Boston’s Famous Faces and Food

Parker House Hotel opened in 1855 in the heart of Boston on School street near Tremont. This beautiful hotel was a curious epicenter of rendezvous for all types of people. From politicians to authors to the yummy Parker house rolls and even a infamous murderer.

The Parker House is a beautiful luxurious addition to the historical streets of historic Boston. Do you ever walk by an old building and wonder who must have been there or walked the same street as you? Well, I do!

I’ll begin by sharing a few of the extraordinary people I found who walked the halls of this gorgeous hotel, drank till the wee hours while discussing their next achievement and some, who had to work their way up in life!

This hotel was a magnet for so many people who were up to so many interesting things you would never know about. It makes you wonder, does this landmark inspire an agenda, or is it a touchstone for all who aspire to greatness?

I’ll let you wonder for yourself! Meanwhile here is the list to ponder.

In the nineteenth-century there was the poet, essayist, and preeminent transcendentalist Ralph Waldo Emerson, poet and The Atlantic Monthly editor James Russell Lowell, scientist Louis Agassiz, novelist Nathaniel Hawthorne, poets John Greenleaf Whittier and Henry Wadsworth Longfellow, diplomat Charles Francis Adams, historian Francis Parkman, and sage-about-town Dr. Oliver Wendell Holmes, Sr.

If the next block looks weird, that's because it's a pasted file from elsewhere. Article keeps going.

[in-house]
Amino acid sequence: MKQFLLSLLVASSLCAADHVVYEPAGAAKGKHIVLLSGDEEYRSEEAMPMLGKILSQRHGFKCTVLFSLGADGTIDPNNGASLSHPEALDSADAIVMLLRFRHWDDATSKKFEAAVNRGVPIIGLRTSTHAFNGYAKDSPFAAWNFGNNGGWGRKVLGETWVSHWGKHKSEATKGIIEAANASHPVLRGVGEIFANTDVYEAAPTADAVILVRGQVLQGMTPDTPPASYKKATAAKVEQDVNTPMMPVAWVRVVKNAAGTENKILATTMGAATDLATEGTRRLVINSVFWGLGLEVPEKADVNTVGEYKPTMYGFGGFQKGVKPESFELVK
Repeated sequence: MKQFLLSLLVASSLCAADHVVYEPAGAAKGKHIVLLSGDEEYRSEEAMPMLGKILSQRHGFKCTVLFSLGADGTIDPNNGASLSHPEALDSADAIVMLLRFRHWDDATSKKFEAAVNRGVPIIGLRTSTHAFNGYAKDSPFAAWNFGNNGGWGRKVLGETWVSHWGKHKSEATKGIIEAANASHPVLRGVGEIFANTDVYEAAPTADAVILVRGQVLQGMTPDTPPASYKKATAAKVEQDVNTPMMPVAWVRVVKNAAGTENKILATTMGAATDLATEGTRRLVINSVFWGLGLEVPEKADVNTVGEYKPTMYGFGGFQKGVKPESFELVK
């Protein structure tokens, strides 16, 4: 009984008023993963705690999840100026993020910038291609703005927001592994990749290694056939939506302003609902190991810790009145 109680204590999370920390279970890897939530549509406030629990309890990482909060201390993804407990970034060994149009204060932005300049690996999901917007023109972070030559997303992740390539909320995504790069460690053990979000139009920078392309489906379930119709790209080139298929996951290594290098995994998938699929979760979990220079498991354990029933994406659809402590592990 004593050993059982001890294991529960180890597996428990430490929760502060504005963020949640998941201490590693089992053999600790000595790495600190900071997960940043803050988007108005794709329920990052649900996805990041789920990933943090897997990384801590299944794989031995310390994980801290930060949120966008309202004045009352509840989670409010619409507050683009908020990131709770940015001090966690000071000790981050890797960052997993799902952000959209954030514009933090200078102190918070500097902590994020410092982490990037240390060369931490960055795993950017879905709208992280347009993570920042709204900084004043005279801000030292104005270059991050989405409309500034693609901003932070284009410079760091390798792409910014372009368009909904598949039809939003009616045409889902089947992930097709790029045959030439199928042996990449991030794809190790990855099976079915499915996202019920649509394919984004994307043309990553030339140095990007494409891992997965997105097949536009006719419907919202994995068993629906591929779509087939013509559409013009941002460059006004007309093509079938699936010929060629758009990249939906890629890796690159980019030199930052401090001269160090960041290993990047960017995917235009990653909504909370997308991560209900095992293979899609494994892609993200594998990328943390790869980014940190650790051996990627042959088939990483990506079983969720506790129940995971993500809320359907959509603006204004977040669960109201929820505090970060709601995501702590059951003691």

Charles Dickens also resided in the Parker House for five months in 1867–1868 in his own apartments; he first recited and performed “A Christmas Carol” for the Saturday Club at the Parker House, then again for the adoring public at nearby Tremont Temple.

Then Actor John Wilkes Booth stayed at the hotel April 5–6, 1865, eight days before assassinating Abraham Lincoln. He was apparently in Boston to see his brother, actor Edwin Booth, who was performing there. While in Boston, Booth was seen practicing at a firing range near the Parker House

Mayor James Michael Curley, the charismatic, Irish-American “Mayor of the Poor” ( 1946-50) was very popular with the working class a constant presence at the Parker House.

John F. Kennedy announced his candidacy for Congress at the Parker House in 1946 and also held his bachelor party in the hotel’s Press Room there in 1953. Then Senator Kennedy also proposed to wife, Jackie Bouvier at Table 40 in Parker’s Restaurant located inside the Hotel.

It seems I can go on and on with who and when, but I will leave you with one last group of outstanding humans. The workers. Inspired people who rose above their place in life, to go on a make a dent in history.

Ho Chi Minh claimed to have worked as a baker. Malcolm X, then going by the name Malcolm Little, worked as a busboy at the hotel in the 1940s

Before I sign out – The Parker House was not only a meeting place but famous for creating the Massachusetts’ state dessert, Boston cream pie; They also invented the Parker House roll; and coined the word “scrod,” which is not a kind of fish, but a term for the freshest, finest, and youngest white fish of the day. Very New England!  Thank you Parker House!

The Parker House Rolls

I have been there and stayed the night it is very beautiful and the rolls are to die for!

Glenda Benevides musician, storyteller, activist, good human



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